20. Reuben DB, Lee M, Davis JW
21. Kishimoto M, Nagoshi M, Williams S, Masaki KH, Blanchette PL. Knowledge and attitudes about geriatrics of medical students, internal medicine residents, and geriatric medicine fellows. J Am Geriatr Soc. 2005;53(1):99–102. doi:10.1111/j.1532-5415.2005.53018.x
22. Lee M, Reuben DB, Ferrell BA. Multidimensional attitudes of medical residents and geriatrics fellows toward older people. J Am Geriatr Soc. 2005;53(3):489–494. doi:10.1111/j.1532-5415.2005.53170.x
23. Adkins DM, Mayhew SL, Gavaza P, Rahman S. Pharmacy students’ attitudes toward geriatric nursing home patients. Am J Pharm Educ. 2012;76(5):81. doi:10.5688/ajpe76581
24. Felton MA, Jarrett JB, Meyer SM. Geriatric care curriculum in US PharmD programs: what’s happening? Curr Pharm Teach Learn. 2017;9(3):504–509. doi:10.1016/j.cptl.2016.12.006
25. Holmes SD, Smith E, Resnick B, et al. Students’ perceptions of interprofessional education in geriatrics: a qualitative analysis. Gerontol Geriatr Educ. 2020;41(4):480–493. doi:10.1080/02701960.2018.1500910
26. Zolezzi M, Sadowski CA, Al-Hasan N, Alla OG. Geriatric education in schools of pharmacy: students’ and educators’ perspectives in Qatar and Canada. Curr Pharm Teach Learn. 2018;10(9):1184–1196. doi:10.1016/j.cptl.2018.06.010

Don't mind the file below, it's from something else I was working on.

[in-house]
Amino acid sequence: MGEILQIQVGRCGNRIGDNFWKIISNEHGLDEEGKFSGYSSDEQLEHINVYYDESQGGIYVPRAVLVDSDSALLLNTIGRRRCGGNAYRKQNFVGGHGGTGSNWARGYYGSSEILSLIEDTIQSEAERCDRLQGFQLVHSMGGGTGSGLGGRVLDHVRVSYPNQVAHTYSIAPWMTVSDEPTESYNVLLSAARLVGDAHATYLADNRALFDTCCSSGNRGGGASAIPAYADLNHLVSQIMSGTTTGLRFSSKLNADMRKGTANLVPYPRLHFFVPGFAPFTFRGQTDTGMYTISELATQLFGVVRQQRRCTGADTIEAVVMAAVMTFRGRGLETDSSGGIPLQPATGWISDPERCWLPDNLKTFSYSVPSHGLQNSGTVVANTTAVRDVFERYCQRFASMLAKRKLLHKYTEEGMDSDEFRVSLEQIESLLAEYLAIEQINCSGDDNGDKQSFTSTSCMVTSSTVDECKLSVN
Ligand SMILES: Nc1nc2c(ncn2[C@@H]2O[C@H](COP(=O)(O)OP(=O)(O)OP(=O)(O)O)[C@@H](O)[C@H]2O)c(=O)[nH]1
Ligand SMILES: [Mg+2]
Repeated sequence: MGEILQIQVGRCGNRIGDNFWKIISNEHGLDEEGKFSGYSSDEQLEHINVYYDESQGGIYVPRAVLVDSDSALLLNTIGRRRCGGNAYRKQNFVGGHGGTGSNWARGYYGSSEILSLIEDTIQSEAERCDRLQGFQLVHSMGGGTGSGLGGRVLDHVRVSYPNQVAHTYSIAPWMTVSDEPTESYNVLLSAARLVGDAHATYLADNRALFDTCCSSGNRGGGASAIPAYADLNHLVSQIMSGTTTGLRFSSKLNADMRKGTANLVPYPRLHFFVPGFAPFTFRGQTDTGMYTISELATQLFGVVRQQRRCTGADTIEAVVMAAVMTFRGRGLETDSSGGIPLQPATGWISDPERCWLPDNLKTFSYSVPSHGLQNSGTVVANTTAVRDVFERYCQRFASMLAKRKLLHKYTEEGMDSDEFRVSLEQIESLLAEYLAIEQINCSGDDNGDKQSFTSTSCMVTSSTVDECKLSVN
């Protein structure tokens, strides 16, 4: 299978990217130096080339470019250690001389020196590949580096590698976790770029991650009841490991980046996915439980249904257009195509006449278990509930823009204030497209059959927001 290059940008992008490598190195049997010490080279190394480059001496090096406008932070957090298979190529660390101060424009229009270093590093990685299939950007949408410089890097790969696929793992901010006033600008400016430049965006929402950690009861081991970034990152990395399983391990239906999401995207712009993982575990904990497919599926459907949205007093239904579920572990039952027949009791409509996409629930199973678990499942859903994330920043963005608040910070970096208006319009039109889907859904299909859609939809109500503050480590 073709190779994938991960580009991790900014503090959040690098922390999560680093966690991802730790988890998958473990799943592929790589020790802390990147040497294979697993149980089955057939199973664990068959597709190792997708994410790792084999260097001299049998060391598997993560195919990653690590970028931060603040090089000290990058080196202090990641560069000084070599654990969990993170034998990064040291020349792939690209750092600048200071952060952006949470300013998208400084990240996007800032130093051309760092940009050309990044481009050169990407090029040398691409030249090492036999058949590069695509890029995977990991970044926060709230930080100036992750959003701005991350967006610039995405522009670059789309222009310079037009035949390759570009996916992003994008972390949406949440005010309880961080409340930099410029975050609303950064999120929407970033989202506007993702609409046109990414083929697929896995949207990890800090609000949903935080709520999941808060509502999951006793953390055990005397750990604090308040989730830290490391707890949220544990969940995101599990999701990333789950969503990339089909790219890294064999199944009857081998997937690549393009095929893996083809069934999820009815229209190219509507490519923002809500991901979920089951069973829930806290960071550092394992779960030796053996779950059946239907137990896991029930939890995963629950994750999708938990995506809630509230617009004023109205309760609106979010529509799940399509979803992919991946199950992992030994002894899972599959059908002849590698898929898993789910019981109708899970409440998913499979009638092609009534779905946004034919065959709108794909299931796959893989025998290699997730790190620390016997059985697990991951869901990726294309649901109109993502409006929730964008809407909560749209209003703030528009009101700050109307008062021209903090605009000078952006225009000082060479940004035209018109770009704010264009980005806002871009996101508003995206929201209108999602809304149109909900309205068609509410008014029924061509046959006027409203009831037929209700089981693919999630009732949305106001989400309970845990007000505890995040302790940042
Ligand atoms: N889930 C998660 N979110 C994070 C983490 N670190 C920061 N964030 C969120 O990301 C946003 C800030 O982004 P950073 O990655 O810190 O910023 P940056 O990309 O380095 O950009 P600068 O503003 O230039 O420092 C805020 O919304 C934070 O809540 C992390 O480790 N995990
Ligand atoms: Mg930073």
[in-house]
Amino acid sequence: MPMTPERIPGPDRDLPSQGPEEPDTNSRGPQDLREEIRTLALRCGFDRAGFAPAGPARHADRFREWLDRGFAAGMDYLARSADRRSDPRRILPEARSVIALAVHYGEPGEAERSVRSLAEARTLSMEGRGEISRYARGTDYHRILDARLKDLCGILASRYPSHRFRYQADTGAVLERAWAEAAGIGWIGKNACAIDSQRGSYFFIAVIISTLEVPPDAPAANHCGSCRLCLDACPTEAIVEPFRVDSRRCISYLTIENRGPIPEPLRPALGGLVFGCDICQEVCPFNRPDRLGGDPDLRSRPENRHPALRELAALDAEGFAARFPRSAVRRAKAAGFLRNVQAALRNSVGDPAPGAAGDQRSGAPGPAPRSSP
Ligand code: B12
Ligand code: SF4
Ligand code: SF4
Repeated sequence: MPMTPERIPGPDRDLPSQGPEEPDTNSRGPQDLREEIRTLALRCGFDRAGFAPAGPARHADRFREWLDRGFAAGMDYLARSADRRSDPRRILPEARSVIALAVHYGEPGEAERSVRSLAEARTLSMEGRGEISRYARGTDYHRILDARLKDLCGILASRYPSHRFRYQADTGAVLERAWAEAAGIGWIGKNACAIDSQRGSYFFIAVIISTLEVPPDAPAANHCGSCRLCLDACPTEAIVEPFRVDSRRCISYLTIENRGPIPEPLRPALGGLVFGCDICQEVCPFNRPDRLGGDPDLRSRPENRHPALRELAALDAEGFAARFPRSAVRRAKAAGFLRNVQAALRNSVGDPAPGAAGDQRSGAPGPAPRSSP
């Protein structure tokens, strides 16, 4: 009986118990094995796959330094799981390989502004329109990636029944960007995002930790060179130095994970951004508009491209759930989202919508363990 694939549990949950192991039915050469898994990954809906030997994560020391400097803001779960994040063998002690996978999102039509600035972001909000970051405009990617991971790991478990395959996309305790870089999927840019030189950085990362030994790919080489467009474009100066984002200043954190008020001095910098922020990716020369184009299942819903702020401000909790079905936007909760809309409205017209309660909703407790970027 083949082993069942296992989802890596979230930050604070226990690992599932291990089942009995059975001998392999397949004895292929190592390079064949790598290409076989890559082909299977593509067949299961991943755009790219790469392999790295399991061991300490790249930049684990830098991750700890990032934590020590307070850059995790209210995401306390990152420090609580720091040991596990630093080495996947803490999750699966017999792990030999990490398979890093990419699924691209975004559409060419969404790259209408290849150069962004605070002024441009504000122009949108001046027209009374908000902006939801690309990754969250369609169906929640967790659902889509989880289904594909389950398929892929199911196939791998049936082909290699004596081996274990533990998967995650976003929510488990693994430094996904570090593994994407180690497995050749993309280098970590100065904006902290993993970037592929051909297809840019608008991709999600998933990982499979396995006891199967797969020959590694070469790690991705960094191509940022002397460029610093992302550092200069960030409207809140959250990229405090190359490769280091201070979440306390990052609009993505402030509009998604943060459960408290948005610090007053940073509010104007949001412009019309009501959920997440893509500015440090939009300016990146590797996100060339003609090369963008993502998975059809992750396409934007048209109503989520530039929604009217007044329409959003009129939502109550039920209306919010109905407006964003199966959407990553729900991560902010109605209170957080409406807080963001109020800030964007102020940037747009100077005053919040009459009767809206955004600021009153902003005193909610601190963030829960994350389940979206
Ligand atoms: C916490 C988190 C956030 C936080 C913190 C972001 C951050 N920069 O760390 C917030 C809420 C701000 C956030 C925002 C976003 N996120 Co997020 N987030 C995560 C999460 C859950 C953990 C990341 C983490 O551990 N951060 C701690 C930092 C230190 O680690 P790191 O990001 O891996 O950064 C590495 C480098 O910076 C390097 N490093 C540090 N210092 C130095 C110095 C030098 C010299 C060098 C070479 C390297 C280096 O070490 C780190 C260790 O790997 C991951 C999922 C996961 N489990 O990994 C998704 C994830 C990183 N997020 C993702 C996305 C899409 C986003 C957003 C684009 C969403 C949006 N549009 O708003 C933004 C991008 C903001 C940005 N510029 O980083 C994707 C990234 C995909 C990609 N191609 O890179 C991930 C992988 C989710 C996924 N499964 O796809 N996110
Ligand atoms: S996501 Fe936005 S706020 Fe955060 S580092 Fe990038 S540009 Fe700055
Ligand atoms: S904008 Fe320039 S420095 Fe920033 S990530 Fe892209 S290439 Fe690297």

27. Shepherd MD, Erwin G. An examination of students’ attitudes toward the elderly. Am J Pharm Educ. 1983;47(1):35–38.
28. Sauer BL. Student-directed learning in a community geriatrics advanced pharmacy practice experience. Am J Pharm Educ. 2006;70(3):54. doi:10.5688/aj700354
29. Woelfel JA, Boyce E, Patel RA. Geriatric care as an introductory pharmacy practice experience. Am J Pharm Educ. 2011;75(6):115. doi:10.5688/ajpe756115
30. Chen AMH, Plake KS, Yehle KS, Kiersma ME. Impact of the geriatric medication game on pharmacy students’ attitudes toward older adults. Am J Pharm Educ. 2011;75(8):158. doi:10.5688/ajpe758158